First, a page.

Ellen Johnson, president
American Atheists

Judge not

Mariah Carey's "Can't Take That Away" is a song that is both uplifting and inspirational, meant to give hope to all people out there when critics judge and criticize. The video is not revealing in any instance, and it focuses on the stories of the individuals Mariah included in the video. If you can't get past her attire and stop just to listen to her lyrics, then you're at fault.

Critics like Erin Judge ("Body shots," June 15) are exactly why Mariah wrote the song. Judging someone and calling them an "eye-candy booty-ho" is just as bad as condemning someone for wearing revealing clothing. I guess if you're skinny, you can't be sexy.

Daryl Jay
Via e-mail

Past tense

I just read "Prying open the past" (June 8) and am in the same kind of search for my firstborn son. From my side, it's a horror to not even know if your child is alive. I can't imagine adoptees' pain of not even being able to know any details of their birth family. I believe all have the right to know their identities and have access to health background. Adoption should come out from behind the shameful past and stigma put there by people who, for the most part, have never been in a similar situation. We birth moms and adoptees are coming to take our stand for our rights. Thank you. Open all records!

Mary Lee Swan
Mattoon, Illinois

Yes, adoptees should have access to their original birth certificates. I am a birth mother and was never promised confidentiality. And I bet if you investigated this, you would find that we were not promised confidentiality. I know I never was, and I don't want it. Can you look in the mirror and say "Oh, yeah, I look like my mom or dad"? Well, adoptees can't, but they should be able to. Can you go to the doctor and give an up-to-date medical history? Adoptees can't. They can only give what was given to the agency, if the info was passed on to the adoptive parents and if the adoptive parents tell them this info. It's not right to keep original birth certificates away from adoptees. It is a basic right to be able to get your birth certificate. Can you get yours? Adoptees can't. The ones they are allowed to have are full of untruths.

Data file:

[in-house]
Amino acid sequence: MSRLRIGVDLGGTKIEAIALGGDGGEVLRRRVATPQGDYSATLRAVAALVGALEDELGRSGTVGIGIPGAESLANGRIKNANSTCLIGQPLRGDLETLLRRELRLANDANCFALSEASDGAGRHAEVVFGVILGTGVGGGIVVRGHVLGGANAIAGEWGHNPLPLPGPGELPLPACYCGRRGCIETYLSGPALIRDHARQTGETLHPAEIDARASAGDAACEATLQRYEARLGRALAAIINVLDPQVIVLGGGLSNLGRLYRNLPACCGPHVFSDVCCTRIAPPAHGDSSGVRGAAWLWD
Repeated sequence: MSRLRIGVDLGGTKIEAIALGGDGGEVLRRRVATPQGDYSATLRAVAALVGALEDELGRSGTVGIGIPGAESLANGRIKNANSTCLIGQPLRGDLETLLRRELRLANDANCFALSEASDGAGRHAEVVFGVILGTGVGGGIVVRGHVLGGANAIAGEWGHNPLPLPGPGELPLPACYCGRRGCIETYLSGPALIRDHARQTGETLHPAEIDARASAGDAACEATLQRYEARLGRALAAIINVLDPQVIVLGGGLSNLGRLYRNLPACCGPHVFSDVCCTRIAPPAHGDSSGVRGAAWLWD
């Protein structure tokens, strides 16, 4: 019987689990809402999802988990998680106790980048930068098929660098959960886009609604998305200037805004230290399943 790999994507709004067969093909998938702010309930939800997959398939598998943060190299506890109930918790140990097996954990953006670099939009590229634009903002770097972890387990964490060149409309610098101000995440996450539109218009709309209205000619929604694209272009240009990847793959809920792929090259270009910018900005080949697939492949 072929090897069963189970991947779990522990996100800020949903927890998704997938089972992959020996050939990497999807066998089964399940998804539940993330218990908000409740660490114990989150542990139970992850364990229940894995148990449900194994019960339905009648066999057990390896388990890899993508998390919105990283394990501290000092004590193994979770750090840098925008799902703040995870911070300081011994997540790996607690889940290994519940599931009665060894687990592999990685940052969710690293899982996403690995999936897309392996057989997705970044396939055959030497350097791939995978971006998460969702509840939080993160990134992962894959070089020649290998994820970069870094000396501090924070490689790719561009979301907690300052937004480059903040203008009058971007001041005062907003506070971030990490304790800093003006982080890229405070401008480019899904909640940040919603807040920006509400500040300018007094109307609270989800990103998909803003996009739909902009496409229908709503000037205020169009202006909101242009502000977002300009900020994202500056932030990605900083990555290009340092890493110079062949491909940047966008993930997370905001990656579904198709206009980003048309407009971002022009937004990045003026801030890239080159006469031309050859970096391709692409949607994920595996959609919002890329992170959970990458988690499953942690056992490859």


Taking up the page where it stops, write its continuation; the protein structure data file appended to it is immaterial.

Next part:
Donna L. Goguen
San Antonio

Good stuff

As a cast member of good vs. evil (I played Ford), I want to thank Robert Wilonsky for his brilliant, heartfelt, and--I have to say--heroic article concerning the demise of the series (Stuff, May 11). There was so much talent right down to the production-assistant level that went into making this program that it is indeed a pity to see it go. And it was made at scholarship prices.

But there is and always has been a gap between what is actually good and how those in power feel about what is good. X-Files is the only show that weathered abysmal ratings for its first (and some say best) season to go on to the success it had. Kudos to my hero, Chris Carter, and to Fox on that one. The Pates and Steve Chao hung in there for us, but there it is. I guess if USA hadn't picked us up in the first place, nobody would have seen us at all, so it is something we can take pride in. Again, thanks to your paper and Robert for that wonderful acknowledgement of the show.

Marshall Bell
Los Angeles